“Then I went to prison,” he said abruptly. “And to England. I wrote to
them—and they to me—but it canna be the same, to see a few black words
on the paper, telling things that happened months before.
“And when I
came back—” He shrugged, wincing as the movement jarred his arm. “It was
different. Ian would ask me what I thought of fencing in auld Kirby’s
pasture, but I’d know he’d already set Young Jamie to do it. I’d walk
through the fields, and folk would squint at me, suspicious, thinking me
a stranger. Then their eyes would go big as they’d seen a ghost, when
they knew me.”
He stopped, looking out at the window, where the brambles
of his mother’s rose beat against the glass as the wind changed. “I was
a ghost, I think.” He glanced at me shyly. “If ye ken what I mean.”
“Maybe,” I said. Rain was streaking the glass, with drops the same gray
as the sky outside. “
You feel like your ties to the earth are broken,” I
said softly. “Floating through rooms without feeling your footsteps.
Hearing people speak to you, and not making sense of it. I remember
that—before Bree was born.” But I had had one tie then; I had her, to
anchor me to life.
He nodded, not looking at me, and then was quiet for a
minute. The peat fire hissed on the hearth behind me, smelling of the
Highlands, and the rich scent of cock-a-leekie and baking bread spread
through the house, warm and comforting as a blanket.
Cophine AU: Cosima is the resident science geek along with her unlikely best friends Sarah and Felix who just try and scrape through High School, then comes the new exchange student Delphine all the way from Paris. Cosima has the biggest gay panic of her life and spends too long sneaking glances and wishing she had the nerve to talk to her, Felix and Sarah constantly give her shit for her new crush and it gets worse when Dr Leekie pairs them together in science and they become a dream team.
Delphine is oblivious to everything bless her but clues in eventually and has a bi realisation with also bi Sarah (those two bonding over their love for Cosima is my thing don’t @ me)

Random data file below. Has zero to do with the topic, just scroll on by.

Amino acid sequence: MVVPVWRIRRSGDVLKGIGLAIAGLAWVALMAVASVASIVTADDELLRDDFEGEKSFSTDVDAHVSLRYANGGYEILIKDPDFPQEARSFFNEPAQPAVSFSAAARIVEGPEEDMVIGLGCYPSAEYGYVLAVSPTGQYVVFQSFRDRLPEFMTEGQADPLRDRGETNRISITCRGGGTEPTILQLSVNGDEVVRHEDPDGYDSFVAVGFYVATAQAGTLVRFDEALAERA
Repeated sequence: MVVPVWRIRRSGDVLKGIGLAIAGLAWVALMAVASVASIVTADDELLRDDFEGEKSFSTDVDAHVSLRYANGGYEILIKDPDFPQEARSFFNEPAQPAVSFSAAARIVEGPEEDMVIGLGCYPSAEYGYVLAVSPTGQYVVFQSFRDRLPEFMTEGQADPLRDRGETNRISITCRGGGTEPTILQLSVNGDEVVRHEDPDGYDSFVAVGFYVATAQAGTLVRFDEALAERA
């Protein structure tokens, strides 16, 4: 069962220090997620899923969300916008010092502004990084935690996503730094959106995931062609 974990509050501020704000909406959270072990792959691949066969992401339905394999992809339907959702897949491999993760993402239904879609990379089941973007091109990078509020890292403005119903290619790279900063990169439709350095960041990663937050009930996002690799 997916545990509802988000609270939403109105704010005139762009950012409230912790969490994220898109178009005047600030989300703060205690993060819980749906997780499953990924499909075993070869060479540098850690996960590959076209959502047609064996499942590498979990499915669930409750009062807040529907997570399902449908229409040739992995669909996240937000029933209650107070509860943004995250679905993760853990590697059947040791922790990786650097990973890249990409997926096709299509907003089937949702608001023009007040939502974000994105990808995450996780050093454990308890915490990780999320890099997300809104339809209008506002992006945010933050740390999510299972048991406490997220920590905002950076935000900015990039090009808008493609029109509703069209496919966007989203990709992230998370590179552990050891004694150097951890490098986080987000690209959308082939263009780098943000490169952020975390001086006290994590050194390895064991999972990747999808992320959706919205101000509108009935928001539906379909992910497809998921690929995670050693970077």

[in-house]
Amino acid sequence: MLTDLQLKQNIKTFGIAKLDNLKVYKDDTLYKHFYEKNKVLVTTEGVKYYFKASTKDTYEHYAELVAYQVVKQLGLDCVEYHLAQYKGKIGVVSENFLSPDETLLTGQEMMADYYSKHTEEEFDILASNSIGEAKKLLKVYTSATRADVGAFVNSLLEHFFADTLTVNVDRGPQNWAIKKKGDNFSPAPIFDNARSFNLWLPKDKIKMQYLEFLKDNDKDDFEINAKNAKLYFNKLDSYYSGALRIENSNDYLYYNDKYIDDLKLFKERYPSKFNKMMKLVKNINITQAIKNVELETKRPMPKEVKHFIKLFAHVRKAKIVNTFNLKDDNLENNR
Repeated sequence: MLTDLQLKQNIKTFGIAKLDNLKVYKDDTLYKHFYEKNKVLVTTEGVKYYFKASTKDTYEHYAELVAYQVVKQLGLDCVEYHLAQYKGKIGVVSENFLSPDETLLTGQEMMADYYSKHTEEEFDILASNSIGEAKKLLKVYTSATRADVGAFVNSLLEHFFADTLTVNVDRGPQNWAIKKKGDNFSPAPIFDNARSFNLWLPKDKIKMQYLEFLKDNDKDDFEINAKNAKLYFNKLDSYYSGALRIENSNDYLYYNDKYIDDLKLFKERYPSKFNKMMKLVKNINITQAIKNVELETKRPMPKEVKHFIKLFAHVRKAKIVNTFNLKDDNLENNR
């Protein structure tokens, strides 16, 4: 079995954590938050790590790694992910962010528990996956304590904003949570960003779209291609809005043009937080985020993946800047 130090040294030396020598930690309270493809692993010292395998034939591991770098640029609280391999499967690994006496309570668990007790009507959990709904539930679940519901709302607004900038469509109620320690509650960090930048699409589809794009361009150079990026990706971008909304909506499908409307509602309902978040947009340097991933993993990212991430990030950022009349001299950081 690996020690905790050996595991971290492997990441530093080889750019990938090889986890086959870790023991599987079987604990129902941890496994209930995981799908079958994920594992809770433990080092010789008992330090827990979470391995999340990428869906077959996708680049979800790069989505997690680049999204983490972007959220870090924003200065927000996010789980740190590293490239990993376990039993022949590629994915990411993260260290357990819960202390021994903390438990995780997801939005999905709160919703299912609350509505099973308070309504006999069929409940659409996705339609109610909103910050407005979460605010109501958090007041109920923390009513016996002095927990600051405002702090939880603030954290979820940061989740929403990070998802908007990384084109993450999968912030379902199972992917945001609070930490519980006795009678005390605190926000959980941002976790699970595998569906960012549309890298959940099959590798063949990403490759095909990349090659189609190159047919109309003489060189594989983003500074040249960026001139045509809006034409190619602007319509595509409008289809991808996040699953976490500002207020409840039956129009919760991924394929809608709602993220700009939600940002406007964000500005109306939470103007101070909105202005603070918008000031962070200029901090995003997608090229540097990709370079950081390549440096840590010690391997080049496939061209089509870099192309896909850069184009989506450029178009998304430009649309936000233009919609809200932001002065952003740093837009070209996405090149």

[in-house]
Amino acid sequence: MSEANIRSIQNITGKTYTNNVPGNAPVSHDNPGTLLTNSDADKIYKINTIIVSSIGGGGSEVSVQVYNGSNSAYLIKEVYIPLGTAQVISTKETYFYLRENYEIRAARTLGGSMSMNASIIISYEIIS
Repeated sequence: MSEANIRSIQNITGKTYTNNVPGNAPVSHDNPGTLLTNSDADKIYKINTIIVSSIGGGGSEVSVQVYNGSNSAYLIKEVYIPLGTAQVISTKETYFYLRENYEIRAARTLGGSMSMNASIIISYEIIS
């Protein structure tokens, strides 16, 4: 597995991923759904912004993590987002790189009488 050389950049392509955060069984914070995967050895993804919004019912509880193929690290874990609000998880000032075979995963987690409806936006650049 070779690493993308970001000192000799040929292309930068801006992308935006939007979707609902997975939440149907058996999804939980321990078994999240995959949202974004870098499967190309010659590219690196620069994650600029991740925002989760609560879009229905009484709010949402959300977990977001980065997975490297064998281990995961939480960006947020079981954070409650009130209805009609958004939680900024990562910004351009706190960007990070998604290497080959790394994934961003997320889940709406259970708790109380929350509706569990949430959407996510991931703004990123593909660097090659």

One day in class Felix is teasing Cosima with some explicit descriptions and she’s blushing like the adorable thing she is and Delphine walks over and is all ‘bonjour, Cosima, what are we talking about?’ and Felix being the little shit he is says 'Cos was just talking about all things French she’d like to eat when we go on the English trip’
And Delphine just runs one of Cosima’s dreads through her fingers and says 'non, I think I’d prefer some local cuisine’ and then struts away leaving an open mouthed Cosima and Felix while Sarah just leans back in her chair and yells 'Smooth one, Frenchie!’
Jamie Fraser eased his elbow out the open car window,
humming tunelessly along with his favorite live recording of The Corries’ “Wild
It was a beautiful spring day. The sheep were lambing
well – he’d had a good chat with Jenny about that this morning. The fields were
just about ready to till – Ian was going to check on the tractors this
afternoon. Claire had had an unusually quiet spell at the clinic in the
village. Fergus and Marsali would be back at Lallybroch for a visit in a few
weeks. Faith, Bree, William, and Julia were off school this week – he’d spent a
good part of the previous night helping Julia select the next quadrant of the
estate for her and Sinem to excavate over the next few days (so far they’d
turned up a startling array of artifacts, from broken pipes to corroded ploughs
to all sorts of animal bones to a beautiful string of what had to be, oddly
enough, beads from the Mediterranean).
Now that the winter damp was finally dissipating, it was
as good of a time as any to check the outbuildings on the estate – an array of
guesthouses, storage sheds, and cottages where Murtagh, Suzette, the household
staff, and various long-term visitors lived. Some had been winterized – might as
well make a visit, open the windows, and air them out while the weather
So, armed with a basket full of Mrs. Crook’s
cock-a-leekie pie for lunch, Jamie found himself turning off the main road to look
in on the stone crofter’s cottage that dated at least from the 1740s but which
his father had lovingly restored into a guesthouse at least thirty years ago.
And frowning at the ancient red Morris Minor innocently
parked near the front door.
Jamie cut the Land Rover’s engine and gingerly followed
the fresh tire tracks to the car, which sported a cheery University of Glasgow
His eyes narrowed.
Swiftly he approached the house and quietly pushed in the
heavy wooden door – which he knew had to be unlocked.
Brianna’s coat lay crumpled in the entryway.
Then he turned to the left – to the room where he knew a
large, comfortable couch sat before the old hearth that he, Murtagh, and
William had repaired the previous summer.
All he saw was a tangle of red and dark curls, and a blur
of pale flesh.
“Roger MacKenzie,” James Fraser growled. “I’ll thank ye
to take yer hands off my daughter.”
Dr. Claire Fraser pulled her Volvo in between her husband’s
Land Rover and Faith’s battered, yet dependable Volkswagen Jetta. She stretched